Shaders in Processing 2.0 – Part 1   3 comments

The new OpenGL renderers in Processing 2.0 (P2D/P3D) rely extensively on GLSL shaders. Although in most common situations the use of shaders is invisible to the user, Processing includes a new PShader class that allows to apply custom shaders to the drawing of the sketch. This post describes the shader architecture in Processing 2.0, and the common interfaces that custom GLSL shader code needs to include in order to be accepted by the OpenGL renderers in Processing.
Update: With the release of Processing 2.0 final, some of the contents in this post are outdated, please check this tutorial for a detailed description of the finalized shader API.

The transition to a shader-based rendering architecture in Processing is motivated by the following reasons: codebase unification between the desktop and mobile versions of the OpenGL library (by relying on the common API between OpenGL ES 2 and OpenGL 2.1), increasing availability of programmable GPUs (even low-cost devices such as the Raspberry Pi include GLSL support), and the possibility to customize the rendering operations in Processing with user-provided shaders.

Shader types

In order to understand how to write custom shaders for Processing, it is helpful to first consider how the OpenGL renderers use GLSL shaders in order to generate the default rendering in a sketch. Every time Processing renders a piece of geometry to the screen, the rendering operation falls within one out of six categories:

  1. rendering of filled polygons wihtout lights and without textures
  2. rendering of filled polygons with lights but without textures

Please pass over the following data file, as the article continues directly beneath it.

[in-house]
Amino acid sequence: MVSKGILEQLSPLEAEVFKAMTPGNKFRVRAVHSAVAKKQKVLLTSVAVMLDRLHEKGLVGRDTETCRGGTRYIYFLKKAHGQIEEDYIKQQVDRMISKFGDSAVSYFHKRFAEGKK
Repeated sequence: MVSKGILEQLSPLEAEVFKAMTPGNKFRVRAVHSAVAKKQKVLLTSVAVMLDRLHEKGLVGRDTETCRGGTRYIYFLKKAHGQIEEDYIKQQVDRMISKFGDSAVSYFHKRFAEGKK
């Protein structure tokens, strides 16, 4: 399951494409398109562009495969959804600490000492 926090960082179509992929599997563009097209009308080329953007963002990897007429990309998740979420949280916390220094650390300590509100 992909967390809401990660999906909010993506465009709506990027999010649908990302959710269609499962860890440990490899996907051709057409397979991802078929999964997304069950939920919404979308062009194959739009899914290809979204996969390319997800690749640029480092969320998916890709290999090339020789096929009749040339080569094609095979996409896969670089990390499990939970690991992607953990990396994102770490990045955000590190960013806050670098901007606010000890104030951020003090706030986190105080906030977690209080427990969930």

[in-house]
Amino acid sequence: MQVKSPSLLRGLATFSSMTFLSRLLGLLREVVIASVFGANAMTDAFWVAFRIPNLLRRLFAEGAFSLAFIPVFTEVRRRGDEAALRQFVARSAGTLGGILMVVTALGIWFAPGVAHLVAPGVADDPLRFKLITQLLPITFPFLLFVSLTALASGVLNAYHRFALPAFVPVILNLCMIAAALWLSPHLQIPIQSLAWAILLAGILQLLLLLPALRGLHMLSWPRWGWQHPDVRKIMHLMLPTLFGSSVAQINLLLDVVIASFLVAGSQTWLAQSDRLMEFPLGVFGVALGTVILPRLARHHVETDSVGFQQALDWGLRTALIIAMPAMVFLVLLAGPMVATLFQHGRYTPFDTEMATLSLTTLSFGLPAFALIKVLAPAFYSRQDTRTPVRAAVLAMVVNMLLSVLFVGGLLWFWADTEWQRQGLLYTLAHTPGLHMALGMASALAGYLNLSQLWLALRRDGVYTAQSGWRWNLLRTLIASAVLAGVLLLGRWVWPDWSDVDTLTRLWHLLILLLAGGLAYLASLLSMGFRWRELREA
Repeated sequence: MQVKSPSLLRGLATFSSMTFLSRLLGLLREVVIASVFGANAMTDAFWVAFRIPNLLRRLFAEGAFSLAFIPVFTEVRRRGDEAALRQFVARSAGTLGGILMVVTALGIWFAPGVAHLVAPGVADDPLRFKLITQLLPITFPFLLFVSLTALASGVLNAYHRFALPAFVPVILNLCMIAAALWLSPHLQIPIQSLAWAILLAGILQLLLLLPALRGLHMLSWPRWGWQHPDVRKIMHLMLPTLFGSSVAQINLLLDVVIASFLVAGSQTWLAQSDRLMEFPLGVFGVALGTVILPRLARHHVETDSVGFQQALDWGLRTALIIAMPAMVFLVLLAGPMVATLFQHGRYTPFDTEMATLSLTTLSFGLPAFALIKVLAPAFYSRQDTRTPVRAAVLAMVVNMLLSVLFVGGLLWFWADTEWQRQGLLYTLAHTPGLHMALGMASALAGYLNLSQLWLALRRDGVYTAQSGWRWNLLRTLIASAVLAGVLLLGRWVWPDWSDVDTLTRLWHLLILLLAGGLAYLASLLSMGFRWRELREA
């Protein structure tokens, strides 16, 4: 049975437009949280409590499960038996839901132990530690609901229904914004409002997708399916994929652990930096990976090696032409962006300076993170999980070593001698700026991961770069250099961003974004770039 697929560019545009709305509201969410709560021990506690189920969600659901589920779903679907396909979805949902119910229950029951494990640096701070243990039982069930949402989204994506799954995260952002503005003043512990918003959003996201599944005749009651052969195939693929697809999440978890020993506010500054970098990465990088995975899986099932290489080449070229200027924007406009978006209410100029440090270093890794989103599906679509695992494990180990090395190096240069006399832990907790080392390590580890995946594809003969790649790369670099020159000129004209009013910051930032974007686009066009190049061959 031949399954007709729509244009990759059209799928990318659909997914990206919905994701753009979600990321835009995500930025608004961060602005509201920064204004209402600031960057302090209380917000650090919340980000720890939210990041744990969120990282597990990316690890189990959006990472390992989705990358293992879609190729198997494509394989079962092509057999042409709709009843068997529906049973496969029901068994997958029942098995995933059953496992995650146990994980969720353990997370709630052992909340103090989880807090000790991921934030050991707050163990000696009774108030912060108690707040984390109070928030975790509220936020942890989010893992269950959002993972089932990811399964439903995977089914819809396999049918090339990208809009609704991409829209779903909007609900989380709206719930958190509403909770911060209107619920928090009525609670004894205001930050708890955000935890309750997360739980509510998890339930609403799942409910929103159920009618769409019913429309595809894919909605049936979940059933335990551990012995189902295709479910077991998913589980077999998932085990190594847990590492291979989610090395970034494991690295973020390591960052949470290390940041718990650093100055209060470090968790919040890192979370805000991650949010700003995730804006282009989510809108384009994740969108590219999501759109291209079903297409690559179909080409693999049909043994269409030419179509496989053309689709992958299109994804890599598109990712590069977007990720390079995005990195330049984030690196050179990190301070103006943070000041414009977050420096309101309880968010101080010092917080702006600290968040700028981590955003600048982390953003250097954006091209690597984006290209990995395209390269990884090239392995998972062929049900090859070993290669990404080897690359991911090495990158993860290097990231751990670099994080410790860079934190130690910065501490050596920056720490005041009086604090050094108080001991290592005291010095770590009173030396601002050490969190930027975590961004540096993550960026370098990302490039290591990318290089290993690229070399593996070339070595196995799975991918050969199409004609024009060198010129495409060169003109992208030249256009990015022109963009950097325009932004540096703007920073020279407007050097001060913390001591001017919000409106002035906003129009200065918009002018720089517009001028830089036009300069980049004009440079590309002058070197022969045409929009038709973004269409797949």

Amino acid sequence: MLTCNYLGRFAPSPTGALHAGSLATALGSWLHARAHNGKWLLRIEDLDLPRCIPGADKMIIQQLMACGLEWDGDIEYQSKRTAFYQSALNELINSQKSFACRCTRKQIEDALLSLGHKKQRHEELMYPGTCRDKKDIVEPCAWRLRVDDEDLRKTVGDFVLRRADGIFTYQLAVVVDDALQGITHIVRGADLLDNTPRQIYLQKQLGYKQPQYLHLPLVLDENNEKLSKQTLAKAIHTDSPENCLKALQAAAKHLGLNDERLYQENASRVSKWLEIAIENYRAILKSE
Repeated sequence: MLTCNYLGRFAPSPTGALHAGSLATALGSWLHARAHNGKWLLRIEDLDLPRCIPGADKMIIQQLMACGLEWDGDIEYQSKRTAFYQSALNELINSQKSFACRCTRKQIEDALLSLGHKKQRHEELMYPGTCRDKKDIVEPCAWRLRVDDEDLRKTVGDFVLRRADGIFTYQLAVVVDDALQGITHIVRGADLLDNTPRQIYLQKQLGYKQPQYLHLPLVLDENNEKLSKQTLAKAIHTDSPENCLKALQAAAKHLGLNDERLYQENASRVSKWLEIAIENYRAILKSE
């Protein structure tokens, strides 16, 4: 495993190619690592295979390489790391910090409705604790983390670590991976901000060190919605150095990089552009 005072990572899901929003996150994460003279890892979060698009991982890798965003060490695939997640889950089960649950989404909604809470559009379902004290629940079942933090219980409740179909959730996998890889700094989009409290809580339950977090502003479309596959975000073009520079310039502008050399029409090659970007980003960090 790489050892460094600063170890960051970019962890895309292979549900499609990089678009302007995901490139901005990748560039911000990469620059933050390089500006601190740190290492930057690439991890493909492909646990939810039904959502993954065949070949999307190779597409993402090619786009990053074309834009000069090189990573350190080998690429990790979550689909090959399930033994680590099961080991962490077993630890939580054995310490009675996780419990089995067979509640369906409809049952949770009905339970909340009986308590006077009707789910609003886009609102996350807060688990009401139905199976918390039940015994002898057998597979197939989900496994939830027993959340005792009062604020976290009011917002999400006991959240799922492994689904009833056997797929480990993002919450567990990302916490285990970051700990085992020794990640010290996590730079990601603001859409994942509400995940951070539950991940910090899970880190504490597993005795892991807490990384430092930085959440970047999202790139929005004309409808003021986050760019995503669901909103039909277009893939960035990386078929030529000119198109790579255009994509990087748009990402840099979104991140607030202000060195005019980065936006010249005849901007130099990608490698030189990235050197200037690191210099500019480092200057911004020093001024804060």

3. rendering of filled polygons with textures but wihtout lights
  4. rendering of filled polygons with lights and textures
  5. rendering of stroke geometry (lines)
  6. rendering of points

When a single frame is drawn to the screen, several of these operations might be called more than once. For example, if the draw() function of the Processing sketch looks like:

void draw() {
  translate(200, 200);

  lights();
  stroke(0);
  fill(160);
  sphere(50);

  noLights();
  noStroke();
  tint(255, 50);
  image(icon, 0, 0);
}

this would result in the rendering of stroke lines from the strokes applied to the sphere (5), the rendering of the filled and lit sphere itself (3), and the rendering of a filled, textured but unlit rectangle as result of the image() call.

Each one of these operations is handled by a different shader program, comprising a vertex and a fragment shader. The shader programs in Processing are encapsulated by an object of type PShader, which is part of the core API starting in the 2.0a7 release. By default, the OpenGL renderer in Processing instantiates 6 different PShader objects, one for each of the operations described above. The renderer will bind/unbind the corresponding PShader object depending on the type of geometry that needs to draw at each given time.

The default PShader objects that Processing uses to execute the rendering operations 1 to 6 can be replaced by custom objects created from vertex and fragment shaders provided by the user. Since the type of operation that a given combination of vertex and fragment shader is supossed to implement cannot be inferred automatically from the shader code itself, the user needs to explicitly indicate what type of operation they correspond to. At the moment of this writing, the rendering operations are described by the following shader type constants: